The Good, the Bad and the Ugly: What Happens When Cloud Services Expire

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If you've read about #GenMobile, then you know that the appetite for connectivity – 69% of younger GenMobile employees want to connect at work via Wi-Fi.  So more than ever, business continuity relies on your Wi-Fi network being "always on."

That's why Aruba networks has ensured that even when our Aruba Central management service isn't available, you can still run and manage your network.  If your WAN link goes down, or if your subscription expires, your Aruba access points still operate perfectly, and you retain network monitoring and configuration.

It was recently clarified for me that there is a huge difference in behaviors between Aruba, Meraki and Aerohive when online management service subscriptions end.  I point this out because it's easy to overlook and potentially very disruptive to your business or school.

Can you imagine a classroom full of kids taking an online test using tablets and computers, and the Wi-Fi network goes down?  That's what can happen if you don't pay your Meraki bill.


With Aruba, when your Aruba Central subscription expires, you have a 15 day grace period, and then you are unable to log in to your Central dashboard to do management tasks.  However, your Instant APs will then be fully manageable through a local web-based user interface to the virtual controller in the conductor AP.  While you lose the centralized multi-site management of Central, you retain the cluster-wide ability to:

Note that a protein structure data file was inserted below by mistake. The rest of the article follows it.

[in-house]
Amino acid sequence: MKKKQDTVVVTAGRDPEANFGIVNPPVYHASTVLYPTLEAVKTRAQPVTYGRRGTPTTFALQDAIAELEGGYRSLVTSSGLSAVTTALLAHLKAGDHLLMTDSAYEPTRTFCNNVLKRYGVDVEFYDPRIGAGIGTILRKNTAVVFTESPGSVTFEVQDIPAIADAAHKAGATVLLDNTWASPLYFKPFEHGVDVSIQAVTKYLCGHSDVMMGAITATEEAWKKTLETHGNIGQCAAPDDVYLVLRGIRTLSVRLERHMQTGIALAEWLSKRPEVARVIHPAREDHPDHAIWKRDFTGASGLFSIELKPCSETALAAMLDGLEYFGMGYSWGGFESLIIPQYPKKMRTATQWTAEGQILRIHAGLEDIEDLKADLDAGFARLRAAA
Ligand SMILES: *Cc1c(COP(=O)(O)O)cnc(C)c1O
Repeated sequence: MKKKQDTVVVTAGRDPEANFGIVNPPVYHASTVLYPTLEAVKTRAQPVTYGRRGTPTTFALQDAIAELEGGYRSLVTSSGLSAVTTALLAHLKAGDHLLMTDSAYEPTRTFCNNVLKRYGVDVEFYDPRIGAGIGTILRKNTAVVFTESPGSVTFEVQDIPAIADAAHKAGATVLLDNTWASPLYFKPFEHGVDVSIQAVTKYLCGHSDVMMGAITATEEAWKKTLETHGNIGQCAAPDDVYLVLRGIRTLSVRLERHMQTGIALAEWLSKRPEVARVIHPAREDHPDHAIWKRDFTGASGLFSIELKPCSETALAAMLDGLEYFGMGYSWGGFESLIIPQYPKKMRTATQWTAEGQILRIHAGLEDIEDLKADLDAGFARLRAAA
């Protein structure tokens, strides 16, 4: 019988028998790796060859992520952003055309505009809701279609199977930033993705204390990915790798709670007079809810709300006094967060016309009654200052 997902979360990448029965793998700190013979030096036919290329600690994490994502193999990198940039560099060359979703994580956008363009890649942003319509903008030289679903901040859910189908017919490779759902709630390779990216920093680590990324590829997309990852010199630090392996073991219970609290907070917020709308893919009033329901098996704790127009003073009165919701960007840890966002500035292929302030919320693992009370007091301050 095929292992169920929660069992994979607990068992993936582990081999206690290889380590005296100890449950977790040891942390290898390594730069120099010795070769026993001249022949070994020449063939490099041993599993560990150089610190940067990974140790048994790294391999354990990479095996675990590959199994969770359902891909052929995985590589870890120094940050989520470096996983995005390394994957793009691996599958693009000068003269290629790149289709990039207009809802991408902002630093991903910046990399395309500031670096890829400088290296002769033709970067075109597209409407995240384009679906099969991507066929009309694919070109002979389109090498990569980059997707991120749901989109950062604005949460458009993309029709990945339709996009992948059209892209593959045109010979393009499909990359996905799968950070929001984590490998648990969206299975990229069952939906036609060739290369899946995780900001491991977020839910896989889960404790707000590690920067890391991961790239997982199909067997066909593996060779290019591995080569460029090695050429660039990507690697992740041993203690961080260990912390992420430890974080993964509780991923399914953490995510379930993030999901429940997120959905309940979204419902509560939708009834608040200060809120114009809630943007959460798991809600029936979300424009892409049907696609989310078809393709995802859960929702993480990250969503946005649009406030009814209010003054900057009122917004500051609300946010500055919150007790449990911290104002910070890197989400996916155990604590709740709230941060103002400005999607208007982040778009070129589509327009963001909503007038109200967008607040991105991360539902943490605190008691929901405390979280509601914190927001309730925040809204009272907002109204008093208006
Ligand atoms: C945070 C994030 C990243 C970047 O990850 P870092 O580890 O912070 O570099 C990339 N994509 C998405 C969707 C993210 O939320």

• Authenticate new users
  • Manage guests with a simple captive portal
  • Set access rules with the firewall
  • Identify voice and video traffic and apply QoS
  • Perform WIPs scanning
  • Monitor and troubleshoot the network


With Aerohive, if your HiveManager Online subscription lapses, you lose the ability to manage and fully operate your Wi-Fi network.  After your 30 day grace period, Aerohive devices are moved to an "unmanaged" state in your HiveManager interface – so you can see your device list, but you can't make any config changes.  You're left with an interface on each AP do to basic view-only monitoring one AP at a time.


Worst of all, with Meraki if you don't continue your subscription, you actually lose your NETWORK, not just the management of it.  So let's say you're a school and the economy hiccups a bit, so that your annual IT budget is cut.  Even though you bought the hardware APs, you lose the ability to operate them, they shut down.  Wi-Fi turns off.  Even though you own the access points.

It's worth noting that if you have more devices than licenses, the same shutdown will occur.  No room for administrative errors here.  Remind me, do bureaucracies ever make paperwork errors?